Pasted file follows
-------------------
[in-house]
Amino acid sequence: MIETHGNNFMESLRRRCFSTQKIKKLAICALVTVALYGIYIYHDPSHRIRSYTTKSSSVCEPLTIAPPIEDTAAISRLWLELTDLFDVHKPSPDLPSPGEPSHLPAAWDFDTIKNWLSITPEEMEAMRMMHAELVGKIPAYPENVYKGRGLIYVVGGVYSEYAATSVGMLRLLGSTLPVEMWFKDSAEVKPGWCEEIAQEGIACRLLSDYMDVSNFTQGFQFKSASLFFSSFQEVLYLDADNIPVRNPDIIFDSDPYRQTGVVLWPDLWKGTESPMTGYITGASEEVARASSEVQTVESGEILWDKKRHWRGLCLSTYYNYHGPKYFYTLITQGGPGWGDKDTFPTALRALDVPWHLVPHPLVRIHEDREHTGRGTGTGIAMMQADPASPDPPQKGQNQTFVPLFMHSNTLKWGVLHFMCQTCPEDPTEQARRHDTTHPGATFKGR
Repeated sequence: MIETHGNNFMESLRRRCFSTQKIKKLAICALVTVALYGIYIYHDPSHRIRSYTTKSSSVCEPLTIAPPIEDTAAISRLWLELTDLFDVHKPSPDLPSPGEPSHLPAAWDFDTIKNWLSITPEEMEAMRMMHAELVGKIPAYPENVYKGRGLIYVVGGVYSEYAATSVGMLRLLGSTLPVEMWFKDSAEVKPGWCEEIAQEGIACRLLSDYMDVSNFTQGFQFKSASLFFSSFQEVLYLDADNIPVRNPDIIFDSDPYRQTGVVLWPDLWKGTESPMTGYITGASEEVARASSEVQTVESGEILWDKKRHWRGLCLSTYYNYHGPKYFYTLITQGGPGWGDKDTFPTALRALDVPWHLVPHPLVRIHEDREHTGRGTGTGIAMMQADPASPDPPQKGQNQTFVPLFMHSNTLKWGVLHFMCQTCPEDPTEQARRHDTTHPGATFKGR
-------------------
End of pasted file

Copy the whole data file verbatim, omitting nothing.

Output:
[in-house]
Amino acid sequence: MIETHGNNFMESLRRRCFSTQKIKKLAICALVTVALYGIYIYHDPSHRIRSYTTKSSSVCEPLTIAPPIEDTAAISRLWLELTDLFDVHKPSPDLPSPGEPSHLPAAWDFDTIKNWLSITPEEMEAMRMMHAELVGKIPAYPENVYKGRGLIYVVGGVYSEYAATSVGMLRLLGSTLPVEMWFKDSAEVKPGWCEEIAQEGIACRLLSDYMDVSNFTQGFQFKSASLFFSSFQEVLYLDADNIPVRNPDIIFDSDPYRQTGVVLWPDLWKGTESPMTGYITGASEEVARASSEVQTVESGEILWDKKRHWRGLCLSTYYNYHGPKYFYTLITQGGPGWGDKDTFPTALRALDVPWHLVPHPLVRIHEDREHTGRGTGTGIAMMQADPASPDPPQKGQNQTFVPLFMHSNTLKWGVLHFMCQTCPEDPTEQARRHDTTHPGATFKGR
Repeated sequence: MIETHGNNFMESLRRRCFSTQKIKKLAICALVTVALYGIYIYHDPSHRIRSYTTKSSSVCEPLTIAPPIEDTAAISRLWLELTDLFDVHKPSPDLPSPGEPSHLPAAWDFDTIKNWLSITPEEMEAMRMMHAELVGKIPAYPENVYKGRGLIYVVGGVYSEYAATSVGMLRLLGSTLPVEMWFKDSAEVKPGWCEEIAQEGIACRLLSDYMDVSNFTQGFQFKSASLFFSSFQEVLYLDADNIPVRNPDIIFDSDPYRQTGVVLWPDLWKGTESPMTGYITGASEEVARASSEVQTVESGEILWDKKRHWRGLCLSTYYNYHGPKYFYTLITQGGPGWGDKDTFPTALRALDVPWHLVPHPLVRIHEDREHTGRGTGTGIAMMQADPASPDPPQKGQNQTFVPLFMHSNTLKWGVLHFMCQTCPEDPTEQARRHDTTHPGATFKGR